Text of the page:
Framing an Educational Transformation

Students enter college science courses with previous knowledge of the subject which may facilitate or hinder their learning. However, students can also have certain expectations regarding how a science course should be taught, which (based on most of their prior experience with science courses) consists primarily of lectures (in which students are mostly passive), homework, quizzes and exams. Students often expect (many times, even prefer) to sit quietly in lectures and listen to “the sage on the stage” and if this expectation is not fulfilled, it is even possible that they will show resistance and not engage in their own learning process that is conducive to learning. Transformed courses based on discipline-based educational research are generally interactive and require students to engage with one another and/or with TAs and class activities often. It is important to discuss with students at the beginning of the course and several times during the semester:

  1. The fact that the instructional approach is based on research on how people learn best and involves tried and true techniques developed by researchers through years of hard work. You can even add that the instructional approach is designed to improve their learning; they are not part of an educational experiment which may or may not be effective if that is the case.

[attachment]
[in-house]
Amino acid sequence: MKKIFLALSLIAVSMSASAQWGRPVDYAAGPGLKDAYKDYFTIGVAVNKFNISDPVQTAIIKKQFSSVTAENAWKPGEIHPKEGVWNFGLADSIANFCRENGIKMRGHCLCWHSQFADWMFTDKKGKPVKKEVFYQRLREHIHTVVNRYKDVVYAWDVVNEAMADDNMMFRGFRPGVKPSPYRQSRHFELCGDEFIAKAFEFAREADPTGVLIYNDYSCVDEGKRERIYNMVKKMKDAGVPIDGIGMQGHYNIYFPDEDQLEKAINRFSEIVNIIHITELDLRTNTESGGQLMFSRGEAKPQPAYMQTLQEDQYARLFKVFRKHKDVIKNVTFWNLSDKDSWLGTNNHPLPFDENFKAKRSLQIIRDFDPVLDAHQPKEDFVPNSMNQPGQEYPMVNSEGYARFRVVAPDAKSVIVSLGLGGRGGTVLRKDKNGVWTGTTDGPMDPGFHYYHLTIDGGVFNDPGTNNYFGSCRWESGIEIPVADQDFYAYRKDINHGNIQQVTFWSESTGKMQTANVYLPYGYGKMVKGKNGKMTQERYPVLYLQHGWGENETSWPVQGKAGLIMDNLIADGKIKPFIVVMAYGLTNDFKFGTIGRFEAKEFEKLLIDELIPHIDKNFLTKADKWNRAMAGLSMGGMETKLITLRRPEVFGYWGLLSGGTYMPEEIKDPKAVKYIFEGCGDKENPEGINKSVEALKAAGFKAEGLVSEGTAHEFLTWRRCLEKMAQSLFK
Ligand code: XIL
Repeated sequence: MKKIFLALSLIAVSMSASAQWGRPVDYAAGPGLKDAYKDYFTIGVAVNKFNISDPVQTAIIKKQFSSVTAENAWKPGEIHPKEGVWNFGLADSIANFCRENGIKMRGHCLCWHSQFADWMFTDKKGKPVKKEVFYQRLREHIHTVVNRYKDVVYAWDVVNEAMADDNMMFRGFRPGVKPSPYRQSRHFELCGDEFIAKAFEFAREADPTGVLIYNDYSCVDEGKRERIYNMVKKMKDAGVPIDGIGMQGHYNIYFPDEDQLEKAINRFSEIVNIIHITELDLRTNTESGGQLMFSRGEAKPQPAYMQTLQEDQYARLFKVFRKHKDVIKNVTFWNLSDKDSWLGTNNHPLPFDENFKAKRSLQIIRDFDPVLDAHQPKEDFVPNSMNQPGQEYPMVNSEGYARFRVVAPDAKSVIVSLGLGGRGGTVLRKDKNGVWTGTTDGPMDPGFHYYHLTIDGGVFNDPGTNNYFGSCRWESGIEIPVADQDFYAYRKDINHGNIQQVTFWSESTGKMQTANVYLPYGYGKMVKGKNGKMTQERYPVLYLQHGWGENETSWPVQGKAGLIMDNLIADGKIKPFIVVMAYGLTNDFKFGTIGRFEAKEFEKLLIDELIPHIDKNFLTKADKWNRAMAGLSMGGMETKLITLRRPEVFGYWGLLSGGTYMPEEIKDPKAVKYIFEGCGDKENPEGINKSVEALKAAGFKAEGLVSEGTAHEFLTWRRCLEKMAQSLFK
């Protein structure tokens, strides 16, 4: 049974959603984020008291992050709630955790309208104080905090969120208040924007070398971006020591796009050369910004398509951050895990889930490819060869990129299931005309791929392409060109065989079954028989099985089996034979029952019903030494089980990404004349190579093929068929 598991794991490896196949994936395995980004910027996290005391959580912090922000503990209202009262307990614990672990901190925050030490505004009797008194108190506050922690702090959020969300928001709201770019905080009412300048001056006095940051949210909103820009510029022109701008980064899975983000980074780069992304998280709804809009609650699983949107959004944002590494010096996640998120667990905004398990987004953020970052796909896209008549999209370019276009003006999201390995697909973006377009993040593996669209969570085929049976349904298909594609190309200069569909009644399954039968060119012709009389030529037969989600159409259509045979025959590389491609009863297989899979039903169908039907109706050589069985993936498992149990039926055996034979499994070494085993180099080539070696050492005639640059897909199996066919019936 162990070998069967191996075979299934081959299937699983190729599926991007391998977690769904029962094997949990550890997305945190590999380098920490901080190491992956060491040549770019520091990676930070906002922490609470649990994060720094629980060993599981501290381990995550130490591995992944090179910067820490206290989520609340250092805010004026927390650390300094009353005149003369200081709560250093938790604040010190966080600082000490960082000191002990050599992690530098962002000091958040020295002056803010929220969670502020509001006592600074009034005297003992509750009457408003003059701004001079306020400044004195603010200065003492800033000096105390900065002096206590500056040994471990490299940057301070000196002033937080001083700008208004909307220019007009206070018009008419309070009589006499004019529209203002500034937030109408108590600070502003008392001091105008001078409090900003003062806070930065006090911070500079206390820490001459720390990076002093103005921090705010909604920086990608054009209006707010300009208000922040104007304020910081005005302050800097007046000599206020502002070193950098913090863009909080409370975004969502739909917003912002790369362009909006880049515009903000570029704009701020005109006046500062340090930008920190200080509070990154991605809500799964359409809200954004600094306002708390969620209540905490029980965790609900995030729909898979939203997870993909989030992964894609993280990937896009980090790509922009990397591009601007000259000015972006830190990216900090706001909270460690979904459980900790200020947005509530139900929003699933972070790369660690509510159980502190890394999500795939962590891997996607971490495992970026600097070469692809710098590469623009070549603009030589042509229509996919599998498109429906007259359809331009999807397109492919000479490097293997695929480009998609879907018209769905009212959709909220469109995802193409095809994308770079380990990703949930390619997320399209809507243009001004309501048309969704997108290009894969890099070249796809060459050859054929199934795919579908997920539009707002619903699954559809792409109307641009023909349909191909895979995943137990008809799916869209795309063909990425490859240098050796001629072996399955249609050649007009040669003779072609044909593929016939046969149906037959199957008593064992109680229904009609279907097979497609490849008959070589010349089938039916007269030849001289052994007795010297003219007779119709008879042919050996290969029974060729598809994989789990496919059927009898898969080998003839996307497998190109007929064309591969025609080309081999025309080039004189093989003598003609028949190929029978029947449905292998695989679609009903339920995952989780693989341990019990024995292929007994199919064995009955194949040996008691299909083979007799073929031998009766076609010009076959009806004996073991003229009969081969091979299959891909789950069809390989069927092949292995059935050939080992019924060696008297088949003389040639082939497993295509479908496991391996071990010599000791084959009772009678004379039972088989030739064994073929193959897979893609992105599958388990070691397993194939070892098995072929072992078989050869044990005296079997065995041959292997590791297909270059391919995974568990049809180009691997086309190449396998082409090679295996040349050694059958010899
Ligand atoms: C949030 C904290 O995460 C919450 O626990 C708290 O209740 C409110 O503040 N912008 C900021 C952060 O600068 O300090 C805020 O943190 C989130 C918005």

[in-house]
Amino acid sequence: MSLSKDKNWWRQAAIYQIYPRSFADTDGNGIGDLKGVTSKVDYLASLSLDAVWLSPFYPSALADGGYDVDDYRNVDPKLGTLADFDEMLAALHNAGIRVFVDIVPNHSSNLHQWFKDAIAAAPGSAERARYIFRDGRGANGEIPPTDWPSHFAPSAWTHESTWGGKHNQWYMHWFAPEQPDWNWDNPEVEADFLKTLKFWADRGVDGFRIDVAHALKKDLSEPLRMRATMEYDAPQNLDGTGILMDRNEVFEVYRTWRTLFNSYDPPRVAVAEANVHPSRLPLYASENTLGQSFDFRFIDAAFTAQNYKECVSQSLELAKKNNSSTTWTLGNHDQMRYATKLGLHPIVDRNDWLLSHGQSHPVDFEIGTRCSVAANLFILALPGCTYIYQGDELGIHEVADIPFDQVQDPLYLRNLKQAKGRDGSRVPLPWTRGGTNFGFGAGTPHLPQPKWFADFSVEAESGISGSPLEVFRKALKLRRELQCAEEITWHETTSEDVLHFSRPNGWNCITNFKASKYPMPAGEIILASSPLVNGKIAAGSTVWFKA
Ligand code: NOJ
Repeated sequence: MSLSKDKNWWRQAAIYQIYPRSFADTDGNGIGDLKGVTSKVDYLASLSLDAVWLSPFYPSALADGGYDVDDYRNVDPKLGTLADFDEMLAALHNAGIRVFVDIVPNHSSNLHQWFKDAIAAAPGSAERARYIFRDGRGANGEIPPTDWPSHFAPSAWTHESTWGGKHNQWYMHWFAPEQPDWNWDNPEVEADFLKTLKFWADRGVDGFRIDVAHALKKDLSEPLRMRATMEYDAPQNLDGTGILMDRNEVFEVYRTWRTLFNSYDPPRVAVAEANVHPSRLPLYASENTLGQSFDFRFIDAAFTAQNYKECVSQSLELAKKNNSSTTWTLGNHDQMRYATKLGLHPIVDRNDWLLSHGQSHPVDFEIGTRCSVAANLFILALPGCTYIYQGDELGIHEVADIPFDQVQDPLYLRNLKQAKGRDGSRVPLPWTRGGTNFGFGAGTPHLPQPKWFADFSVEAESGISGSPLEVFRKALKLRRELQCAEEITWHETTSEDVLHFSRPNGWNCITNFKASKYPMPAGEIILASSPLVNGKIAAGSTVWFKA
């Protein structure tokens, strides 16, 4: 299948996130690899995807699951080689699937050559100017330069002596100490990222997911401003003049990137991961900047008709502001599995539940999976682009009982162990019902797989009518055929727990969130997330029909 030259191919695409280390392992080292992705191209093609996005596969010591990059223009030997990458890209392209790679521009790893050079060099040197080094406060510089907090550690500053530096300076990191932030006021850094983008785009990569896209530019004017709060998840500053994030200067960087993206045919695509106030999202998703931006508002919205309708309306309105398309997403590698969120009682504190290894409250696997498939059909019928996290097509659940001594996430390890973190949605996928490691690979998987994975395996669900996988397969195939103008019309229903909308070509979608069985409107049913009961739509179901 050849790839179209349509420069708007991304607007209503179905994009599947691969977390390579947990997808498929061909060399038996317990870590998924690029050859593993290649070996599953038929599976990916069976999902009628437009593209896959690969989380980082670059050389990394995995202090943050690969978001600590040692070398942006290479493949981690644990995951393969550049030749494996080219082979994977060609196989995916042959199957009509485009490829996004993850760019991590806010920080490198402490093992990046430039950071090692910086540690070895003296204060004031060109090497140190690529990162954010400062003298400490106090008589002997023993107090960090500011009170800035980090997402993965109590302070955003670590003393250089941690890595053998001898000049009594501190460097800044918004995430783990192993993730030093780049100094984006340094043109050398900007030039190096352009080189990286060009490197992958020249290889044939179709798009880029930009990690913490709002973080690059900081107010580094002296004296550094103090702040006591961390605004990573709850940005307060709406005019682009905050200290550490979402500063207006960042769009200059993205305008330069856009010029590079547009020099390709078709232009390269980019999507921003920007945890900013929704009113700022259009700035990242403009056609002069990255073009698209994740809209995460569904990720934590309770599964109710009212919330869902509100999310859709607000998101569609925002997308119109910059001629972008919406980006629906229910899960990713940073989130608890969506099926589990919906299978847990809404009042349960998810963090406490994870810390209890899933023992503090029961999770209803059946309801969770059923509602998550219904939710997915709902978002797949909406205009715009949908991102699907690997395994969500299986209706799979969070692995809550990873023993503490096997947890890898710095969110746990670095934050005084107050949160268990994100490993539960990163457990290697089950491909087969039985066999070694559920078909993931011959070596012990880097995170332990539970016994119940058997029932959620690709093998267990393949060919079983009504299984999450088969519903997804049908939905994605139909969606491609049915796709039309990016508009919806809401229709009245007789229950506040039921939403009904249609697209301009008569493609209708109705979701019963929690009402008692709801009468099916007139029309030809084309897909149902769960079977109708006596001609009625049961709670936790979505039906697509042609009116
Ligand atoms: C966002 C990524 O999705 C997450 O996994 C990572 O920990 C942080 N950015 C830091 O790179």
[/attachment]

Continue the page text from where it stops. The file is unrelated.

2. The learning goals and how the instructional approach helps achieve those goals.
  3. The instructor’s expectations of how they should be engaging in various in and out of class activities that are conducive to their learning.

It is therefore imperative that, in order to maximize student buy-in (very important in order for you to be able to help them learn), the instructional approach and its motivation be discussed in addition to course expectations and goals on the first day of class (i.e., the instructional approach should be framed appropriately).